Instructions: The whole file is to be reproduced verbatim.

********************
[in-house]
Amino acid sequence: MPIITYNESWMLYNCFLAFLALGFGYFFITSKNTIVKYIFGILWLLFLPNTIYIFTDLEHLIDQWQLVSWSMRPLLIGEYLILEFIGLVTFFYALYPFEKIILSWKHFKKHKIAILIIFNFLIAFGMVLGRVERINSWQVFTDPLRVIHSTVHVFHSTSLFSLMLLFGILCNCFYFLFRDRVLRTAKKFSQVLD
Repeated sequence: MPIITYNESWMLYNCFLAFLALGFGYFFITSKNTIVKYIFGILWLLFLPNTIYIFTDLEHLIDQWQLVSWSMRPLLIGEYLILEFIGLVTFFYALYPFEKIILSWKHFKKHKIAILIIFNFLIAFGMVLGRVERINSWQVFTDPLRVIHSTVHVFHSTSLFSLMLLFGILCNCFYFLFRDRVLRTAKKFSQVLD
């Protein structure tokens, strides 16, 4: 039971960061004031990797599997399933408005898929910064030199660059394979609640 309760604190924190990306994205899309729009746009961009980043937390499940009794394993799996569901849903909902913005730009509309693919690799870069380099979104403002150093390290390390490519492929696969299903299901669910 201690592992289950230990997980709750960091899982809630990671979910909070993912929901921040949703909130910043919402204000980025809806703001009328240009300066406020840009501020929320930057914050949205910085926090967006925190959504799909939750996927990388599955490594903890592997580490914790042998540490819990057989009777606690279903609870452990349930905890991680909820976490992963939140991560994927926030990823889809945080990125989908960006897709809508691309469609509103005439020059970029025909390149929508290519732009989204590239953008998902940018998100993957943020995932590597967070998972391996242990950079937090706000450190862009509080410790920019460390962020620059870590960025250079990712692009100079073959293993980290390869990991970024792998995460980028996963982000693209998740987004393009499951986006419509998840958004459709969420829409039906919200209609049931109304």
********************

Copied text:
[in-house]
Amino acid sequence: MPIITYNESWMLYNCFLAFLALGFGYFFITSKNTIVKYIFGILWLLFLPNTIYIFTDLEHLIDQWQLVSWSMRPLLIGEYLILEFIGLVTFFYALYPFEKIILSWKHFKKHKIAILIIFNFLIAFGMVLGRVERINSWQVFTDPLRVIHSTVHVFHSTSLFSLMLLFGILCNCFYFLFRDRVLRTAKKFSQVLD
Repeated sequence: MPIITYNESWMLYNCFLAFLALGFGYFFITSKNTIVKYIFGILWLLFLPNTIYIFTDLEHLIDQWQLVSWSMRPLLIGEYLILEFIGLVTFFYALYPFEKIILSWKHFKKHKIAILIIFNFLIAFGMVLGRVERINSWQVFTDPLRVIHSTVHVFHSTSLFSLMLLFGILCNCFYFLFRDRVLRTAKKFSQVLD
């Protein structure tokens, strides 16, 4: 039971960061004031990797599997399933408005898929910064030199660059394979609640 309760604190924190990306994205899309729009746009961009980043937390499940009794394993799996569901849903909902913005730009509309693919690799870069380099979104403002150093390290390390490519492929696969299903299901669910 201690592992289950230990997980709750960091899982809630990671979910909070993912929901921040949703909130910043919402204000980025809806703001009328240009300066406020840009501020929320930057914050949205910085926090967006925190959504799909939750996927990388599955490594903890592997580490914790042998540490819990057989009777606690279903609870452990349930905890991680909820976490992963939140991560994927926030990823889809945080990125989908960006897709809508691309469609509103005439020059970029025909390149929508290519732009989204590239953008998902940018998100993957943020995932590597967070998972391996242990950079937090706000450190862009509080410790920019460390962020620059870590960025250079990712692009100079073959293993980290390869990991970024792998995460980028996963982000693209998740987004393009499951986006419509998840958004459709969420829409039906919200209609049931109304």